A lit­tle plan­ning goes a long way and brings about a whole host of ben­e­fits that can help your rid­ing, what­ever your level, abil­ity or dis­ci­pline. So, what do we mean by ‘plan­ning’? A pre-ride plan can be as sim­ple as de­cid­ing what route to hack or jot­ting down the aim and struc­ture of your next school­ing ses­sion. It’s this sim­ple act of plan­ning that can help to fo­cus your mind on what you want to achieve (which makes it more likely you’ll achieve it), stay on track for your goals and save you pre­cious time. It can even help you to main­tain con­trol and nav­i­gate prob­lems. For ex­am­ple, imag­ine you’re aim is to school your horse on Thurs­day even­ing. You have a dres­sage com­pe­ti­tion com­ing up and you need to work on those cen­tre lines. Your plan might look like this (check out our notepad, right). How­ever, if you fail to plan, you might get stuck or dis­tracted at work, ar­rive at the yard to find the arena is packed with peo­ple, end up rush­ing to muck out be­fore you ride (get­ting slowed down by chat­ting to peo­ple on the yard in the process) and end up rid­ing for 30 min­utes with ab­so­lutely no pur­pose what­so­ever. Take our word for it, plan­ning is good and feels great. Give it a try this week and see how much more ef­fif­fi­cient you be­come. Your horse will thank you for it, and so will your fu­ture self.

4 Fac­tor in a warm up

Warm­ing up and cool­ing down, whether you’re a horse or a hu­man, are es­sen­tial if you want to avoid in­jury and get the most from your rid­den ses­sion. But they’re of­ten the first thing to get cut short and are cer­tainly over­looked when it comes to hack­ing. Most of us are straight out of the yard gate and on our way. A sim­ple warm up, for ex­am­ple, can be­gin at the point of groom­ing when the act of groom­ing it­self, par­tic­u­larly over your horse’s back, can get his blood flow­ing. Once on board, it’s then key to start work­ing gen­tly and grad­u­ally, ideally on a loose rein in walk. Walk your horse in a long and low out­line but, if you’re hack­ing, this might not be ap­pro­pri­ate so con­sider whether five min­utes in the school or in an area of your field would be the safest place to loosen him up. The next step is to move for­ward to a slow trot be­fore us­ing some ba­sic lat­eral work to im­prove his flex­i­bil­ity, sup­ple­ness and the range of move­ment in his joints.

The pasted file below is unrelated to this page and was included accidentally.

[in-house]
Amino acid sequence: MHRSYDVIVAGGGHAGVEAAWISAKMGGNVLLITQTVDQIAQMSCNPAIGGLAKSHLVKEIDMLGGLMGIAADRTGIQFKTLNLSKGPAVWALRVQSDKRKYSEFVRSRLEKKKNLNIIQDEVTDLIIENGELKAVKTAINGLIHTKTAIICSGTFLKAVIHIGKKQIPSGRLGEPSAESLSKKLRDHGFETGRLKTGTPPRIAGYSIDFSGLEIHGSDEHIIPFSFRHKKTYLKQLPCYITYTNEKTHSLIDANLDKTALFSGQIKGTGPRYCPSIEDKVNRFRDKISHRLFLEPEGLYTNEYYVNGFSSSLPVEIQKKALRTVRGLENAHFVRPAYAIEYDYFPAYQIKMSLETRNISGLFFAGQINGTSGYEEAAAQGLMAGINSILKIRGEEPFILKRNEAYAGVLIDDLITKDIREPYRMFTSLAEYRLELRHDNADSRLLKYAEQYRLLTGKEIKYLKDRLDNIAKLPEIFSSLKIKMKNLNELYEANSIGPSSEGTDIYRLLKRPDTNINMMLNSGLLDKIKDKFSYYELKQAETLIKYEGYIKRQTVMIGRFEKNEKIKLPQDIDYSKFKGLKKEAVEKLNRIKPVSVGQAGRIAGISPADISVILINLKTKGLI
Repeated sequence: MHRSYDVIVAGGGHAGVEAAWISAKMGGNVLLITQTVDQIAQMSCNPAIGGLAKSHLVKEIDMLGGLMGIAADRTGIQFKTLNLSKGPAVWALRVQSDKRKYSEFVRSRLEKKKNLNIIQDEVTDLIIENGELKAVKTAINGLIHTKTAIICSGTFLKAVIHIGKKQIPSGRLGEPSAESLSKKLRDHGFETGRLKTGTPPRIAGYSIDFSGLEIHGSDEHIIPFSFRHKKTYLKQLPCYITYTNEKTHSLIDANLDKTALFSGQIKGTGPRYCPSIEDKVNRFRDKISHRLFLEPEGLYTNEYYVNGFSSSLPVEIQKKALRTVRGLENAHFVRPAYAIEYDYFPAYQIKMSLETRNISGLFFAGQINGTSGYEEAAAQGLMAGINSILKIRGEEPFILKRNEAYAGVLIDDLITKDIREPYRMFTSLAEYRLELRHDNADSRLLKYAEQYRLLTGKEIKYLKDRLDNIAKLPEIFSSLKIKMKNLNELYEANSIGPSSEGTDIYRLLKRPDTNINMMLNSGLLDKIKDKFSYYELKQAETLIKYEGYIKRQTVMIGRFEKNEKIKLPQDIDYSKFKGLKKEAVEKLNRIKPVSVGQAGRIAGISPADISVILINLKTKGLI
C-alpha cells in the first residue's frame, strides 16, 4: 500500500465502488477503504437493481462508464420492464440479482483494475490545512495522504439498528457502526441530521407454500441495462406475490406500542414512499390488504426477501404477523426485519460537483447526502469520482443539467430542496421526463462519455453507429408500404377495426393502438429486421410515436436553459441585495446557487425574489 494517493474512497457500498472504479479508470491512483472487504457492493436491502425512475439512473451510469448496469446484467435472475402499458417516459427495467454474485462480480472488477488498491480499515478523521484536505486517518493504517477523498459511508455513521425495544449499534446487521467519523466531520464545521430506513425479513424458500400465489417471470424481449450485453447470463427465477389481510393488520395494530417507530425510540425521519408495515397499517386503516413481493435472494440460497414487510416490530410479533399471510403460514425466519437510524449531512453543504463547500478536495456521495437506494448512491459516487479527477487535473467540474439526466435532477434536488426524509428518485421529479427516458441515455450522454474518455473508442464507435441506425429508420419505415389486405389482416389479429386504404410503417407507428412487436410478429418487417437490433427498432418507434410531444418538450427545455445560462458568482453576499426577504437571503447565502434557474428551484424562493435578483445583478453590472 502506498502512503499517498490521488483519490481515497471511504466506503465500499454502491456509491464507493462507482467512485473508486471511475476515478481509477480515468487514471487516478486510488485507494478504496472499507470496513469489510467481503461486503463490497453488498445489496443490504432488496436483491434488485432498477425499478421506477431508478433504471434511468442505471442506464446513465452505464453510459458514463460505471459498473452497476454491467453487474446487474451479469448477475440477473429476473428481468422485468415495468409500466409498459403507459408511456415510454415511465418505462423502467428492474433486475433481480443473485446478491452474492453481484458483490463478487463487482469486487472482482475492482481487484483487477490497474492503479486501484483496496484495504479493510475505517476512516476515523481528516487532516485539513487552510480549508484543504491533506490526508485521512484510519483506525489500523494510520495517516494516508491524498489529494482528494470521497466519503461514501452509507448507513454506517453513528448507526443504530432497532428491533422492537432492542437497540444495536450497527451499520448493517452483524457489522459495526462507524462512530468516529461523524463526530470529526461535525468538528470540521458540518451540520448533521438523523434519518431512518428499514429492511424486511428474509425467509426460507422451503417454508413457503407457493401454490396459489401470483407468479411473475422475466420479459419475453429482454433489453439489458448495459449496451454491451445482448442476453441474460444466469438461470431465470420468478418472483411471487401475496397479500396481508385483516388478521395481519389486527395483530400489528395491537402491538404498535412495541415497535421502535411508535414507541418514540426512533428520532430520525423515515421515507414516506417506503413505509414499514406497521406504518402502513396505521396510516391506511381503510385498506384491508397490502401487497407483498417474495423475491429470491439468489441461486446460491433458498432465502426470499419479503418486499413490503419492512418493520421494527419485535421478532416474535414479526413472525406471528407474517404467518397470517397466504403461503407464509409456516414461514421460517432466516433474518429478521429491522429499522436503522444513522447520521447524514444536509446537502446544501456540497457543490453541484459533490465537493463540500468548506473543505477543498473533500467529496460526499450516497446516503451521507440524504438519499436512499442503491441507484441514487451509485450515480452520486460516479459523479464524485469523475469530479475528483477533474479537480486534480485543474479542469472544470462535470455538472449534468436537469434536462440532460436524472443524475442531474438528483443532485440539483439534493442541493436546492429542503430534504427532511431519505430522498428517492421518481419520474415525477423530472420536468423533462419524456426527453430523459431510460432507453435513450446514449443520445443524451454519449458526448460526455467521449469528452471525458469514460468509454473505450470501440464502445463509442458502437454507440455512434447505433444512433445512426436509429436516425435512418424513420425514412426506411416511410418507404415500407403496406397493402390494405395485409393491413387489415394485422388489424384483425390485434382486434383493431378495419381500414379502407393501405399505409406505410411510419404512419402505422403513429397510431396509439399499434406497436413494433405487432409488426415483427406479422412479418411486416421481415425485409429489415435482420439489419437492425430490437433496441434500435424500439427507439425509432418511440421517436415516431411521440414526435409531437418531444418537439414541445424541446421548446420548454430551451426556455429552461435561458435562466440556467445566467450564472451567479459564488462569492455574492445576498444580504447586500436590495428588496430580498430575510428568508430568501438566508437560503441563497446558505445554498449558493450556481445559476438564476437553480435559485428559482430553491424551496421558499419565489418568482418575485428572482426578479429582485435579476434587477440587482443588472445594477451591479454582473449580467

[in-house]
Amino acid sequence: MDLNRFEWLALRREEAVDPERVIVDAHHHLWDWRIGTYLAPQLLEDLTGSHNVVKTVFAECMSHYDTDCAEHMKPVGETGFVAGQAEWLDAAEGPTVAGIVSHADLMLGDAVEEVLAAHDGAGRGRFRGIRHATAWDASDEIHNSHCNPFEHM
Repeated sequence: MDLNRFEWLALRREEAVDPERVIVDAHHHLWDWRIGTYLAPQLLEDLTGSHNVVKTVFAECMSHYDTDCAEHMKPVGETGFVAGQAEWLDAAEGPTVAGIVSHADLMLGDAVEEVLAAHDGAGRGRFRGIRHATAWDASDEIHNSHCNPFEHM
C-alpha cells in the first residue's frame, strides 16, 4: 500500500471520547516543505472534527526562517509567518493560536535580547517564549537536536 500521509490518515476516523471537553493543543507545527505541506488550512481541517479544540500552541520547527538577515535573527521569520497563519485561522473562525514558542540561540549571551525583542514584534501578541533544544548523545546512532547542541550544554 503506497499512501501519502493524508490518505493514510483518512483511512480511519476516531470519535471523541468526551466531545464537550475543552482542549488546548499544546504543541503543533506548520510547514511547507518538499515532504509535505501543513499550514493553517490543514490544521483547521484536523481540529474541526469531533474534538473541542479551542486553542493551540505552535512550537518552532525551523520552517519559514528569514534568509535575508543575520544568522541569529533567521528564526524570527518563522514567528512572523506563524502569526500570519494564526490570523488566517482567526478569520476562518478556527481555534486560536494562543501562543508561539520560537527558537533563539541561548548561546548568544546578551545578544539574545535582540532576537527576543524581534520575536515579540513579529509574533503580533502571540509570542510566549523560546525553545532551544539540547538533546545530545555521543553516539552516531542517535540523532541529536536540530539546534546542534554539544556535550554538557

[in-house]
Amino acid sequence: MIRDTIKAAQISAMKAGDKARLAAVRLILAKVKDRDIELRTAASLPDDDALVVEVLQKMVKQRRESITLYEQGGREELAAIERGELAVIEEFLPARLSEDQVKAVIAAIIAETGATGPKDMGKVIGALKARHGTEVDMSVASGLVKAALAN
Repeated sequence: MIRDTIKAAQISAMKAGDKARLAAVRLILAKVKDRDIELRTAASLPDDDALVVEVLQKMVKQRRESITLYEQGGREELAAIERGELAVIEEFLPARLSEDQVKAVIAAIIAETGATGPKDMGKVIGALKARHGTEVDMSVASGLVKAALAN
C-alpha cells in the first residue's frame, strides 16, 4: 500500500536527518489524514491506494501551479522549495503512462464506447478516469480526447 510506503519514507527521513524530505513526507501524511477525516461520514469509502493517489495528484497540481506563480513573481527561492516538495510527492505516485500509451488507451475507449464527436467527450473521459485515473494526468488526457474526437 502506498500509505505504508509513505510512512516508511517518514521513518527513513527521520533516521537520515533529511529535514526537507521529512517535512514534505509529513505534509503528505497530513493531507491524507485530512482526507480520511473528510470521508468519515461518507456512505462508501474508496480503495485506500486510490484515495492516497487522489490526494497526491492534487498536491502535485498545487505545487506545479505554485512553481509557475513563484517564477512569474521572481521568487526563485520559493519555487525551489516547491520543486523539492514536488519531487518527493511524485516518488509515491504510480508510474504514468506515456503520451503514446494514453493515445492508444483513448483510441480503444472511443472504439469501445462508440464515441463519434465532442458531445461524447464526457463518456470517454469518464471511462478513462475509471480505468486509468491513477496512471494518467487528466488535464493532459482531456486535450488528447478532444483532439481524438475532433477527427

5 Take a mo­ment to be grate­ful

Rid­ing horses is a priv­i­lege but who thinks about that every time they hop on board? And did you know that a mo­ment of grat­i­tude could even help to im­prove your rid­ing per­for­mance? Nope, we didn’t ei­ther, but a 2014 study pub­lished in the Jour­nal of Ap­plied Sport Psy­chol­ogy* re­vealed that grat­i­tude can in­crease an ath­lete’s self-es­teem, which is an im­por­tant fac­tor for peak per­for­mance. Olympic Games here we come! What’s more, tak­ing stock of the ben­e­fits your horse brings to your life can also help you to feel hap­pier and more re­laxed. In fact, some ex­perts be­lieve in the trans­for­ma­tive pow­ers of keep­ing a grat­i­tude jour­nal, the sim­ple process of writ­ing down a few things you’re thank­ful for each day.

A mo­ment’s grat­i­tude can have a pos­i­tive im­pact on your rid­ing


Every time you ride… Be­fore hack­ing, add these to your list…

Check all your tack’s stitch­ing be­fore you get in the sad­dle

Newspapers in English

Newspapers from UK

© PressReader. All rights reserved.